What is state failure? See my conceptualisation of state failure on the right flank below.

Sunday, January 27, 2008

Madrasa reading day extended

So, as I planned yesterday, I read ICG's studies on the Pakistani education system (I won't link to them directly, since for you to download them, firstly registration will be required - most of you may know this of course).
For starters, I'll insert here two excerpts about the state of education in Pakistan in general, from the paper titled "Pakistan: Reforming the education sector," from October, 2004.
On ghost schools (p. 21.):
"The widespread phenomenon of non-functional, even non-existent "ghost" schools and teachers that exist only on paper but eat into a limited budget is an indication of the level of corruption in this sector. Provincial education departments have insufficient resources and personnel to monitor effectively and clamp down on rampant bribery and manipulation at the local level."
On run-down, or perhaps never ever in the past fully equipped and well-provisioned, schools (p. 9.):
"A recent study conducted by the Sindh Department of Education, for example, found that out of roughly 40,000 primary schools in the province, over 11,000 had no electricity, over 8,500 no water supply, over 11,000 no toilet facilities and boundary walls."
So from that you might guess that macro-level indicators are not good, either. Low enrolment, high drop-out rate, adult illiteracy, urban/rural disparities, gender disparities - the general picture of 2004 is presented in the paper comprehensively.
Regarding madaras, there's another study (from 2002), "Pakistan: Madrasas, extremism and the military." As expected, it did yield several new important pieces of information to me.
- While Christine Fair made the point in a study of hers which I quoted yesterday, that it's not so simple that the madaras are schools for the poor, in fact there's the major difference between poor and rich families' kids that even when the latter are sent to a madrasa, those kids will tend to be only day students.
- While it is tempting to think of Zia ul-Haq as the chief original Islamiser of Pakistan, ICG's historical overview shows how religious education and Islamist forces got a significant boost already under Zulfikar Ali Bhutto in the 1970s. So if one is careful not to blame it all on madaras in the GWOT, it's also important not to blame everything in Pakistan on past deeds of Pakistan's military. Even if their meddling was of course significant back in that period of Zulfikar Ali Bhutto's elected premiership, too.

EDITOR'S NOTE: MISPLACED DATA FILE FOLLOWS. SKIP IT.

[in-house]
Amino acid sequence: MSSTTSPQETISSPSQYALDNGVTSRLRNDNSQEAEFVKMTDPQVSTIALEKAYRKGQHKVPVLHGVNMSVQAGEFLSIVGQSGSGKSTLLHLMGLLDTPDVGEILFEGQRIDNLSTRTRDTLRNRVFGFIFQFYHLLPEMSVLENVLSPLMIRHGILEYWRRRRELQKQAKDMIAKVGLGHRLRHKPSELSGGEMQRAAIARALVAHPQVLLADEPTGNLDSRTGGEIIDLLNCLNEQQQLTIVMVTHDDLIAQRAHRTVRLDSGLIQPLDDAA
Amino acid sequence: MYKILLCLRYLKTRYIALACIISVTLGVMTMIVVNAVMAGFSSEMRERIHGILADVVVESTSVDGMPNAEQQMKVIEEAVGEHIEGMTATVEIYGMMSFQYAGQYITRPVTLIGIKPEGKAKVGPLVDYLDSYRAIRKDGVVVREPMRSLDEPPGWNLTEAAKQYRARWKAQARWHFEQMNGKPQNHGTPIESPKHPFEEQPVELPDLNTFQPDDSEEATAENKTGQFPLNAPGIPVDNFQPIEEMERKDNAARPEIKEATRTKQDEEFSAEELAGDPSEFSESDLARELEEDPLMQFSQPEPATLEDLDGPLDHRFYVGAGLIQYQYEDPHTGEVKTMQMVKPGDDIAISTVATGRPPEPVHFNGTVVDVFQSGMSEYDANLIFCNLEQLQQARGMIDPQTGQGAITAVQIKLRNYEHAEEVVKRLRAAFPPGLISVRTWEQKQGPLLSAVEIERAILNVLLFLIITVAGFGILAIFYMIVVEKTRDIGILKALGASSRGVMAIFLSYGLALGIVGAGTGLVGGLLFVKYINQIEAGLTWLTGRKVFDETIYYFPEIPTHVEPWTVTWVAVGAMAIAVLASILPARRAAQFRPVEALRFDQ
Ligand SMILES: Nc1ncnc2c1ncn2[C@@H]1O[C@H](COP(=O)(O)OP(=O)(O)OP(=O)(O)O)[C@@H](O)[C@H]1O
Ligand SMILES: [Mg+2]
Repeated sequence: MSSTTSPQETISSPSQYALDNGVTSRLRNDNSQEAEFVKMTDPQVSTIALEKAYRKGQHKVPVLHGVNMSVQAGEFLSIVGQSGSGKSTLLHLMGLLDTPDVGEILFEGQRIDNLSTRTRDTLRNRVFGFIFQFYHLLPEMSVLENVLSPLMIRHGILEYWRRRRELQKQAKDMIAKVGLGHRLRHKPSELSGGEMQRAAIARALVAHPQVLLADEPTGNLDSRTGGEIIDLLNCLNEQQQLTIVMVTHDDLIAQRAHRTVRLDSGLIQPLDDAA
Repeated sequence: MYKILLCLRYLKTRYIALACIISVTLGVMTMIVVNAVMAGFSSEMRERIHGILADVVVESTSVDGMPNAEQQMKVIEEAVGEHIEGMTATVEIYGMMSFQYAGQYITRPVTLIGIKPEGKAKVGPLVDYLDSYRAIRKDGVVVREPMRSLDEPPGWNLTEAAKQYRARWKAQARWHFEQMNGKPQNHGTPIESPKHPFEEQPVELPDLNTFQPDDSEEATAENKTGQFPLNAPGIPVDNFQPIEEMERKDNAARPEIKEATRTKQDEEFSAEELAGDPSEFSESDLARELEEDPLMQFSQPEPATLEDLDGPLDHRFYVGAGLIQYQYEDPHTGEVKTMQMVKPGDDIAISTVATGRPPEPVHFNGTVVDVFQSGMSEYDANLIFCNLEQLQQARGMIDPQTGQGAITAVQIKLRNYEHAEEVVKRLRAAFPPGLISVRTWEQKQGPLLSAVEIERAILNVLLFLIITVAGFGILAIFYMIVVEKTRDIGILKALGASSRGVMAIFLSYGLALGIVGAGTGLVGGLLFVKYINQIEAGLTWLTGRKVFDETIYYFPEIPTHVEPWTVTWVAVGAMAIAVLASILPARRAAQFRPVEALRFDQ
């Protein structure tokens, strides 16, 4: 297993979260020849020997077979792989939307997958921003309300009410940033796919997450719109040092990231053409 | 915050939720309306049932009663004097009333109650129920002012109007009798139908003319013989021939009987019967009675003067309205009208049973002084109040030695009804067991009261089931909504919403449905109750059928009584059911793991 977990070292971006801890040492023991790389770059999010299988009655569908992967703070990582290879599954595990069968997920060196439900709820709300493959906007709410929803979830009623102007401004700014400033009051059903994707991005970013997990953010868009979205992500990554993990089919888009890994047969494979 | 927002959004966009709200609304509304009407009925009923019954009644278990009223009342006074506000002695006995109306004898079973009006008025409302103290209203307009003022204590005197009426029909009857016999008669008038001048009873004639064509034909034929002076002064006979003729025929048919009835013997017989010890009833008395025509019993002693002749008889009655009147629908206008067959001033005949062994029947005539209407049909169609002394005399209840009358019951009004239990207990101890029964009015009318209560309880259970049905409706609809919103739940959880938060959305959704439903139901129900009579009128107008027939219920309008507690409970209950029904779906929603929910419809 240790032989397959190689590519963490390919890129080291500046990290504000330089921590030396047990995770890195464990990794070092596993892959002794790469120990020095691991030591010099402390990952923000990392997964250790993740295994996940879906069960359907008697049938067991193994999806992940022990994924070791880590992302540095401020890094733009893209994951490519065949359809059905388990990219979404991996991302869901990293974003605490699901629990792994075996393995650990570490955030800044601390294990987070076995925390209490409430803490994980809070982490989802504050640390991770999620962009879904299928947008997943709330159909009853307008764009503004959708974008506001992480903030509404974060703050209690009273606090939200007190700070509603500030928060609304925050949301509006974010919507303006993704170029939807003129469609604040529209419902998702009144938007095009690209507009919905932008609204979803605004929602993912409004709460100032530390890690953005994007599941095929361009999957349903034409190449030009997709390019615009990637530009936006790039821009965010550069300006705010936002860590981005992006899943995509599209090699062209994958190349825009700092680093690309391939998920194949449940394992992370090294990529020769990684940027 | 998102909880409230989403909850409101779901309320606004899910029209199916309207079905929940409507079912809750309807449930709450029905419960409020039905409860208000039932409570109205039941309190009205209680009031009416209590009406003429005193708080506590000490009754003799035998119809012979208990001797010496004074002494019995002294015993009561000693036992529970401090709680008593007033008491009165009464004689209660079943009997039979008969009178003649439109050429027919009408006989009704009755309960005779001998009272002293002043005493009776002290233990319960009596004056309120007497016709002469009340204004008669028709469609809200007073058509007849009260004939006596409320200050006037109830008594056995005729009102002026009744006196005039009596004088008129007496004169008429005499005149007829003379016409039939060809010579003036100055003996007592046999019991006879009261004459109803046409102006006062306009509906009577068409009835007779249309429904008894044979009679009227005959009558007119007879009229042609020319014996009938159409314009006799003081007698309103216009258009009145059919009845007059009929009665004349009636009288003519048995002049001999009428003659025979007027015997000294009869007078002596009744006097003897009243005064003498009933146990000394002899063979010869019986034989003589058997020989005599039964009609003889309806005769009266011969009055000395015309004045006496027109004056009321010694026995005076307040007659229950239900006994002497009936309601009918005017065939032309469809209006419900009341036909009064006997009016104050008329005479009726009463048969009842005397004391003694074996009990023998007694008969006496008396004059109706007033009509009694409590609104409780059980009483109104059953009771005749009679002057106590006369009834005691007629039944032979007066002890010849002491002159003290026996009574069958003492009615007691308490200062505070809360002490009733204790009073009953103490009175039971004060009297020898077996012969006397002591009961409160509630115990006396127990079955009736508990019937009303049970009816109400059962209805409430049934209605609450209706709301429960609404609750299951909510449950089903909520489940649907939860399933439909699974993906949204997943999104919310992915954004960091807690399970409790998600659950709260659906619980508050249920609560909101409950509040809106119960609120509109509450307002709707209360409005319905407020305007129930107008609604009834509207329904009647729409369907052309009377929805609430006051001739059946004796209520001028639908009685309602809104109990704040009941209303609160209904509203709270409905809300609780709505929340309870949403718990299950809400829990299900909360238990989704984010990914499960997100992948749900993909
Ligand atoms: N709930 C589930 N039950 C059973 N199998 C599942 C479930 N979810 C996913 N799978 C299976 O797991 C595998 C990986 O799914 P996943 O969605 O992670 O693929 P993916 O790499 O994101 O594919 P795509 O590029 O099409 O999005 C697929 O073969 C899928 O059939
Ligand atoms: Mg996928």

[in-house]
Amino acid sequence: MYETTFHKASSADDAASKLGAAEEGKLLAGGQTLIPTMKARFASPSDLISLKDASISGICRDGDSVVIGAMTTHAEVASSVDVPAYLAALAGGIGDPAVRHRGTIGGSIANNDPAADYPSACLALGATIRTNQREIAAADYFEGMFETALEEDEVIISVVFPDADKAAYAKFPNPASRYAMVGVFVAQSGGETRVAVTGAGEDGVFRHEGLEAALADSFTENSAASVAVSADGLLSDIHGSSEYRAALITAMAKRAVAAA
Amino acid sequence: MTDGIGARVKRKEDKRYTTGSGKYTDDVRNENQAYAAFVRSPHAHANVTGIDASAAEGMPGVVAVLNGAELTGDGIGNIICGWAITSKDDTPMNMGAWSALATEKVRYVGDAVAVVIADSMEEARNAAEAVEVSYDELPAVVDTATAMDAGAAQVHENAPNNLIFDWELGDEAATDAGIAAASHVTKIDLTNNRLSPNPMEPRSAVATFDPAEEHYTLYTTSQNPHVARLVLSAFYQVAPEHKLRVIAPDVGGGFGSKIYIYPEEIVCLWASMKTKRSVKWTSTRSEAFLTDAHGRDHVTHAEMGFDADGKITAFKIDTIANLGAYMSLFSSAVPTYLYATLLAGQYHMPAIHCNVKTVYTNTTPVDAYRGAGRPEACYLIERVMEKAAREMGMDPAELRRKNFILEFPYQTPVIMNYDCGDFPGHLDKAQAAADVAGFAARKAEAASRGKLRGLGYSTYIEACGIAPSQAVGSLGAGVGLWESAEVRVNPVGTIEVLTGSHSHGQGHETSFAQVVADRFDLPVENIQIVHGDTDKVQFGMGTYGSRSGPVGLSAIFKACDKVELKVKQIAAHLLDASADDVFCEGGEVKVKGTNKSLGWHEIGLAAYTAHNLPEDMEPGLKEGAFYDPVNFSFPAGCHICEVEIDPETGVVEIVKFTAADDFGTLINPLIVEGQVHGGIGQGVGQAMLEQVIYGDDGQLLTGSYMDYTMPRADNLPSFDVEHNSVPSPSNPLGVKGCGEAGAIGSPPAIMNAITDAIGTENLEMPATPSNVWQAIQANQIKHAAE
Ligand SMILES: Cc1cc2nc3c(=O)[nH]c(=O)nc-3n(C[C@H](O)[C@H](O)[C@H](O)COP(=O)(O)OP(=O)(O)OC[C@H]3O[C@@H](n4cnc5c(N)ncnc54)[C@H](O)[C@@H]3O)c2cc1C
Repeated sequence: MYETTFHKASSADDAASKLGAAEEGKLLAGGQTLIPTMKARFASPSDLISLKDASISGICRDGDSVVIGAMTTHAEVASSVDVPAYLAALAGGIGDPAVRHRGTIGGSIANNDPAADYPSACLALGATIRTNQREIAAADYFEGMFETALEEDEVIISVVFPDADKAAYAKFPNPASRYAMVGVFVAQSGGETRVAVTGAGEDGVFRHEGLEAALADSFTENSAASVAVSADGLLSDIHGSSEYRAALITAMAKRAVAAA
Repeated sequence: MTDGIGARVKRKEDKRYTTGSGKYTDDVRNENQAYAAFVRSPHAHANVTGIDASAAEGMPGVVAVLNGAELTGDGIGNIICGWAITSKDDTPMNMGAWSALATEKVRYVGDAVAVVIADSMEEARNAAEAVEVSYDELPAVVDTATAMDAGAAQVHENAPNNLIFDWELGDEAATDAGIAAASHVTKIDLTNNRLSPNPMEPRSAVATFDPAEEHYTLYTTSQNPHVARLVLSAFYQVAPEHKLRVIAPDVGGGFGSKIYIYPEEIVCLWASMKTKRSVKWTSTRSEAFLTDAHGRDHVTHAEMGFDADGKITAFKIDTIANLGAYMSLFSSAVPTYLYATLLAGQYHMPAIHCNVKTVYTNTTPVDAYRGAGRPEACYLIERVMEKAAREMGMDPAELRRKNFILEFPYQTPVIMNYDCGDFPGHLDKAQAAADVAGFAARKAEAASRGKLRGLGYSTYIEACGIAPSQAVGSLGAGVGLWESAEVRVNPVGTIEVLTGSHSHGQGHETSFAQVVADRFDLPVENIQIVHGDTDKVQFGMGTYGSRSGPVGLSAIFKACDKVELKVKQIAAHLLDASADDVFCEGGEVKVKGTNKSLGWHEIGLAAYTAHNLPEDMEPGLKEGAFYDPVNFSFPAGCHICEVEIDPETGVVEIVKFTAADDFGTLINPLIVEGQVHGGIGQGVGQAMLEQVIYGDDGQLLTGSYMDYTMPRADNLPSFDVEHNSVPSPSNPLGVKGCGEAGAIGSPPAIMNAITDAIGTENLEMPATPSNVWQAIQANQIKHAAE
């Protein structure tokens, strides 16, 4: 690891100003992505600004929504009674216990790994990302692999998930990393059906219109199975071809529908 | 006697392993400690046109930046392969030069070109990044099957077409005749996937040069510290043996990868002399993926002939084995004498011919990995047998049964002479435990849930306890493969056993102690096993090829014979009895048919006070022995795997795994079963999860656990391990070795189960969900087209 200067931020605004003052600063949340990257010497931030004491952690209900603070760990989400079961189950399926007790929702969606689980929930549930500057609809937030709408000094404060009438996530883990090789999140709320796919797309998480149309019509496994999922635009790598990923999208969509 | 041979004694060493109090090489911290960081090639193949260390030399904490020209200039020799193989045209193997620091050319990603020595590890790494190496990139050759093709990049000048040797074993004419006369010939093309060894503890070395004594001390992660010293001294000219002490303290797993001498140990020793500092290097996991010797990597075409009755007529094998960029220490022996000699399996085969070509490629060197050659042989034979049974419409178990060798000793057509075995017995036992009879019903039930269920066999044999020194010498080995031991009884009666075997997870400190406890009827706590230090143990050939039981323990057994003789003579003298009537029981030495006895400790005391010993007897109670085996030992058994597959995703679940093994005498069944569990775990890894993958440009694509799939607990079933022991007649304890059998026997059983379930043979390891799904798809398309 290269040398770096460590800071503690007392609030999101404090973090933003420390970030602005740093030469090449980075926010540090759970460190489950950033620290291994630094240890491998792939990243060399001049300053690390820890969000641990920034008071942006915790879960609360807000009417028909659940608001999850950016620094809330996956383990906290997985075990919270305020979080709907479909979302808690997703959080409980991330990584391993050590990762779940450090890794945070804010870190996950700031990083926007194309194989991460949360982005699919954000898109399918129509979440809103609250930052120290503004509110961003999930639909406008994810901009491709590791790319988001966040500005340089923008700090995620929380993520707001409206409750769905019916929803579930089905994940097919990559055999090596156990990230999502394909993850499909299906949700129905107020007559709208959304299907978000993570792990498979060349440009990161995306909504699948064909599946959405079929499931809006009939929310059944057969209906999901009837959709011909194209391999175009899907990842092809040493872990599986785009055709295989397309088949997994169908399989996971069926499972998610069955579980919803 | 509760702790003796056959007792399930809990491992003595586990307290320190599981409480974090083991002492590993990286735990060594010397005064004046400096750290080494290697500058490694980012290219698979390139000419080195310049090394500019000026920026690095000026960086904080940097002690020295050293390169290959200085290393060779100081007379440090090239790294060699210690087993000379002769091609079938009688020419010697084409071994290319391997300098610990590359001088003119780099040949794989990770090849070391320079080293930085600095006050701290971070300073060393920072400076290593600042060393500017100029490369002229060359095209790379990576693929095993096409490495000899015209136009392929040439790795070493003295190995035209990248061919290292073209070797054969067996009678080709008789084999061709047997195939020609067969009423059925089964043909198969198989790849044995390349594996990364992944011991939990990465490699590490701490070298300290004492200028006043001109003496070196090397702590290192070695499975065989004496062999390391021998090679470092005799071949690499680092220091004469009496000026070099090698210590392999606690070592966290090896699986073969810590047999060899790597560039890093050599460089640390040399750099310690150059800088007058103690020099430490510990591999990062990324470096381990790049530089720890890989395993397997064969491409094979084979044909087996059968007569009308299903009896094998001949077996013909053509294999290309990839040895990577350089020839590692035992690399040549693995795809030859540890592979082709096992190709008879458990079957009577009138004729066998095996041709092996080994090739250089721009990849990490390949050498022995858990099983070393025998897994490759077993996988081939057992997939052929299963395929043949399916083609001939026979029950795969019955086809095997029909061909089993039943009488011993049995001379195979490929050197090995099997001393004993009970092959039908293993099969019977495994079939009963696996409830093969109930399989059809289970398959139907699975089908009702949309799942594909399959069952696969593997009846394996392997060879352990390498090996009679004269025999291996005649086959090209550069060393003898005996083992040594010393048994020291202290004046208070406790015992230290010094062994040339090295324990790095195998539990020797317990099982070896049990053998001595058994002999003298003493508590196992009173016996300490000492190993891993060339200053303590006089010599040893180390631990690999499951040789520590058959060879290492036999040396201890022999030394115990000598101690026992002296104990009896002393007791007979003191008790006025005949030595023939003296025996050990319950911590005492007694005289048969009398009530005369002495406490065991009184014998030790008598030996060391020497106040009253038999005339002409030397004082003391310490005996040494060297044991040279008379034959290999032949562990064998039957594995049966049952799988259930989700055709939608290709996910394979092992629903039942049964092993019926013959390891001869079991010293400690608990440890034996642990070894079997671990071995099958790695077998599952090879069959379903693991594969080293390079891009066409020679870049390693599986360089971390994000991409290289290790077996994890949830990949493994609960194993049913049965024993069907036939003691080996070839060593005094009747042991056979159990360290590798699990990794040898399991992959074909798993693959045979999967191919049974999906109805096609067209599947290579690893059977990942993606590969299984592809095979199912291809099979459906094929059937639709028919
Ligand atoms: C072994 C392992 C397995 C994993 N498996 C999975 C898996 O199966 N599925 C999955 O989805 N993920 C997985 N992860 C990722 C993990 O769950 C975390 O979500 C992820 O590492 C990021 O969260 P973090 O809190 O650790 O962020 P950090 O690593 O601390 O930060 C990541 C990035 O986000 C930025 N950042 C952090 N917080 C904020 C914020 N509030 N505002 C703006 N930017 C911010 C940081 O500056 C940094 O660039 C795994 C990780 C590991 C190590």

- While it would be tempting to look at the relationship of Pakistan's security sector (army, ISI etc.) with Islamists as one that is purely instrumental, with the two actors clearly separated, even if their cooperation is cause for concern, in fact the dividing line is more blurred. A notable excerpt for a relevant example, based on an ICG interviewee's answer (p. 9.):
" (...) bias was evident in recruitment of khateebs (preachers) in the military. Each of the three armed services has a Directorate of Motivation, which recruits religious professionals to lead prayers and give sermons. "The students of Deobandi madrasas were favoured over the Barelvis in the recruitment process under Zia and that trend is still visible." "
As it shows, the military in fact re-programmed itself a little over the years. This has never been only an instrumental relationship. And that self-reprogramming took use of Deobandi influence, not just any kind of Islamic influence, mostly.
- The paper also looks back at the origins of the Deobandi movement and the history of madrasa-based religious education by the way, so it might be worth reading for those not acquainted with those issues yet, for that reason, too.
Overall, to come to a more refined assessment of the role of madaras, one has to remember that (p. 12.):
"All sectarian parties banned by the Musharraf government – including the Sipah-e-Sahaba Pakistan (SSP), Jaish-e-Mohammed (JM), Lashkar-e-Jhangvi, Lashkar-e-Tayaba (LeT), Tehrik Nifaz-e-Shariah Mohammedi (TNSM), and Sipah-e-Mohammed – either originated at jihadi madrasas or developed their own chains."
And just one more little detail then, finally. (It's always worth reading the footnotes! This excerpt below is from footnote no.6a on p. 2. That's a special footnote, because it was added only after the original date of publishing of July, 2002, after a correction in footnote no.6 was necessary. And so it is from 2005, and includes some data from 2003.)
"According to the Pakistan Ministry of Education's 2003 directory, madrasa numbers grew from 6,996 in 2001 to 10,430."
You see, that was after 9/11 and the Afghanistan intervention.

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